Ohio’s Rob Portman breaks from Republicans, votes for investigation on Capitol attack

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WASHINGTON (WCMH/AP) — Rob Portman broke from Senate Republicans, who successfully blocked the creation of a bipartisan panel to study the Jan. 6 attack on the Capitol.


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Portman, from Ohio, was one of six Republican senators to vote in favor on Friday. He issued a statement after his vote:

“The January 6 attack on the Capitol was an attack on democracy itself. To keep it from happening again, a fair and objective investigation into what led to the attack, the lack of preparedness at the Capitol, and the slow response on that day are needed. Part of that will be provided the week of June 7, by the joint HSGAC/Rules Committee bipartisan report. It will focus on the Capitol security and intelligence failures leading up to and on January 6.

“I believe an independent outside commission can build on that report and ensure a complete picture for the American people, including why the attack occurred and who was involved. As I told the mother of Capitol Police Officer [Brian] Sicknick in my meeting with her earlier today, I believe this only works if people believe the commission is fair and non-partisan.

“I voted yes on the motion to proceed on debate regarding legislation to create the independent January 6 commission. However, I have made it clear that I can only support passage of the legislation if there are some common-sense changes to ensure the commission is non-partisan and fair, including ensuring the staff are not chosen through a partisan process, as the House bill envisions. I support changing the chairman and vice-chair roles to co-chairs who mutually agree on staff. We must also ensure there isn’t duplication with the joint HSGAC/Rules Committee investigation and report, and ensure the commission’s report is completed by the end of this year.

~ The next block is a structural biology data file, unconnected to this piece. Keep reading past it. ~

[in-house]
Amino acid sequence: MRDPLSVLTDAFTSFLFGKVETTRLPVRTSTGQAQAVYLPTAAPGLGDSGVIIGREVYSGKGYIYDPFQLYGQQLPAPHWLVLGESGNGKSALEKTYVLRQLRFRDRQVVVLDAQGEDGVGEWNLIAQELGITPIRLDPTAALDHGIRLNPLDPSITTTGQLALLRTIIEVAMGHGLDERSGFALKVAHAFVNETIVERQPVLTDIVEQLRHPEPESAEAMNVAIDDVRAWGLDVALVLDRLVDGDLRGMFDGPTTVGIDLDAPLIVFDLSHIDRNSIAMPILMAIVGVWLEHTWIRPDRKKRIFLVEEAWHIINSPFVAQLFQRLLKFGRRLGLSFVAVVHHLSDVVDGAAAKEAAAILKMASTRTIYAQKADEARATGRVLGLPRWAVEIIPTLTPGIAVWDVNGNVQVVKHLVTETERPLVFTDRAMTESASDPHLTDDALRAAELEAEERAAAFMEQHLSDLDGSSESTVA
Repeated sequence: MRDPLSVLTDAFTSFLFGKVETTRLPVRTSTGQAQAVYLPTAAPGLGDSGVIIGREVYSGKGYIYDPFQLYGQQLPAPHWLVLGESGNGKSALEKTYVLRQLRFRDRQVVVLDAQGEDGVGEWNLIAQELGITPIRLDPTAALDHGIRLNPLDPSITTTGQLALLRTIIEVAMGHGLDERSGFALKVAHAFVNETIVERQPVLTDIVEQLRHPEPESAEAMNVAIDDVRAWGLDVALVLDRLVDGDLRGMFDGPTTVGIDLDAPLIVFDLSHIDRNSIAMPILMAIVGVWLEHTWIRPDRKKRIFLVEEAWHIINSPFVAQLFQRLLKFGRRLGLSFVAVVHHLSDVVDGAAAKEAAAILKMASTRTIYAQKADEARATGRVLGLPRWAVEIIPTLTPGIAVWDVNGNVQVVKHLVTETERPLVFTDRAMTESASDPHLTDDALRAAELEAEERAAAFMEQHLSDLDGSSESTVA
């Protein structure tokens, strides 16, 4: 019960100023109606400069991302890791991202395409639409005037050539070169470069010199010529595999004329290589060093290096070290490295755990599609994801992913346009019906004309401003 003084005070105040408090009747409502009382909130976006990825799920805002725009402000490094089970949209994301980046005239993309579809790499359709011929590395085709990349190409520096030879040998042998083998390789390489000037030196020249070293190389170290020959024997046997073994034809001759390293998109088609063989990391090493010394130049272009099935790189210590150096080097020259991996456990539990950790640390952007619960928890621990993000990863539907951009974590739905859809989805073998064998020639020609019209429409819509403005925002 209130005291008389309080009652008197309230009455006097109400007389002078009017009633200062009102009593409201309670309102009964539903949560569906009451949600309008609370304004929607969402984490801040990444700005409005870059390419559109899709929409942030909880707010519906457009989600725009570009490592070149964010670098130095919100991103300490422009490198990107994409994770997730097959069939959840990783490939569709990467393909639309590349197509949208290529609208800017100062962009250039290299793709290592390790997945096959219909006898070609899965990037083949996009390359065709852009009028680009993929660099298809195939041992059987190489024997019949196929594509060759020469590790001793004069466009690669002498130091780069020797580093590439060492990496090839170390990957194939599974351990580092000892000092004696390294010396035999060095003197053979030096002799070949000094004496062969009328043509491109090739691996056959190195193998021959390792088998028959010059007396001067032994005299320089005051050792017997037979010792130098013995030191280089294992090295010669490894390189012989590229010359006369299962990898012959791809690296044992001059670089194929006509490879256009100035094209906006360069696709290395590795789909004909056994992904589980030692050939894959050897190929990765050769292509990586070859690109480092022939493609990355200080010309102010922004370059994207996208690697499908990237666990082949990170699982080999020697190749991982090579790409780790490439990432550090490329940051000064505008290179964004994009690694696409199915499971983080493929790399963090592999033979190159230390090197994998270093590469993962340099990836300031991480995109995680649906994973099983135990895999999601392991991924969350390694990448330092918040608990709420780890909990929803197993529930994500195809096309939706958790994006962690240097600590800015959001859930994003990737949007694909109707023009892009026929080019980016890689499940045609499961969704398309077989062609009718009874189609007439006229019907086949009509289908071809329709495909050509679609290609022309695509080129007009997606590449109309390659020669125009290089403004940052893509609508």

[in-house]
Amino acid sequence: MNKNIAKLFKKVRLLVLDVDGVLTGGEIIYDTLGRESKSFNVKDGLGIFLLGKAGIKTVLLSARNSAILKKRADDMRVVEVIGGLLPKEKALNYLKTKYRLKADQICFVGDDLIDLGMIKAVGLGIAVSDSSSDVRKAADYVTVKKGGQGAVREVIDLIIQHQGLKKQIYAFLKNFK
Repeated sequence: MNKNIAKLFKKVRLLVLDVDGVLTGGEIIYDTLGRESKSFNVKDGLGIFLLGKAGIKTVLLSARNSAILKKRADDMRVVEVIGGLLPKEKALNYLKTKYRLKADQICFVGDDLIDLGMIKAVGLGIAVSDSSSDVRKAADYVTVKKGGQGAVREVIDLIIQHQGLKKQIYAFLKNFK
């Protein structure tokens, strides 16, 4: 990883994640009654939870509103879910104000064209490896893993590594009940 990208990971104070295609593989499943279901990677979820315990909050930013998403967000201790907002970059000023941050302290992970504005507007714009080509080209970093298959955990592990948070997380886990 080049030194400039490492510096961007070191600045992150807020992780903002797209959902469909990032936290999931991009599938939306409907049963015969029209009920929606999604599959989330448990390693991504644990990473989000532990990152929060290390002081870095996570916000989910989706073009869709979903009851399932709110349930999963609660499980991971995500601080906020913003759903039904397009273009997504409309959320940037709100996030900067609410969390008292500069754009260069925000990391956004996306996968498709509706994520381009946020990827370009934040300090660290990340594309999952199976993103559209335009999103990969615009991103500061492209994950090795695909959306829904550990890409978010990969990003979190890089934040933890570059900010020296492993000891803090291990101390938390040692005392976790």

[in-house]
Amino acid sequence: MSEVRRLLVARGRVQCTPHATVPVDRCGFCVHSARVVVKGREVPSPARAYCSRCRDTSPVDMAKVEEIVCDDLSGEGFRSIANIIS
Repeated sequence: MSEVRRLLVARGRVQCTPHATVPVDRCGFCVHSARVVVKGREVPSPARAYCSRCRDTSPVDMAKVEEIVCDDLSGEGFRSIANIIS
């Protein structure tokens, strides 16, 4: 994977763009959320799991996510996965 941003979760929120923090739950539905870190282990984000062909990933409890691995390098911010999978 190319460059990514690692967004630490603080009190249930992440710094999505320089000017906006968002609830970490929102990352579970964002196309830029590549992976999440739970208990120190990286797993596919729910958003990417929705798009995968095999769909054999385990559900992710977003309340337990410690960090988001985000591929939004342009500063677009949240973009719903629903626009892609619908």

“It’s important that this commission be viewed as non-partisan and operating on equitable terms, so that Americans can have confidence in its findings. Our country is too deeply divided already and needs to heal from the wounds caused by the attack on January 6 – not divide further due to a partisan commission report.”

Portman has announced that he will not seek reelection in 2022. Earlier, Portman had voted to convict former President Donald Trump on impeachment charges related to the attack.

Eleven senators were absent for the procedural vote. All Democrats present voted yes and six Republicans joined them:

Cassidy
Collins
Murkowski
Portman
Romney
Sasse#NexstarDC

— Jessi Turnure (@JessiTurnure) May 28, 2021

The Senate vote was 54-35 — short of the 60 votes needed to consider a House-passed bill that would have formed a 10-member commission evenly split between the two parties. The vote was another sign of GOP fealty to Trump and an overtly political effort to shift the focus off of the violent insurrection of his supporters.


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Though the Jan. 6 commission bill passed the House earlier this month with the support of almost three dozen Republicans, GOP senators said they believe the commission would eventually be used against them politically. And Trump, who still has a firm hold on the party, has called it a “Democrat trap.”

The vote is emblematic of the profound mistrust between the two parties since the siege, especially among Republicans, as some in the party have downplayed the violence and defended the rioters who supported Trump and his false insistence that the election was stolen from him.

Four people died in the riot, and a police officer collapsed and died afterward of what authorities said were natural causes. Two police officers took their own lives in the days after the riots.

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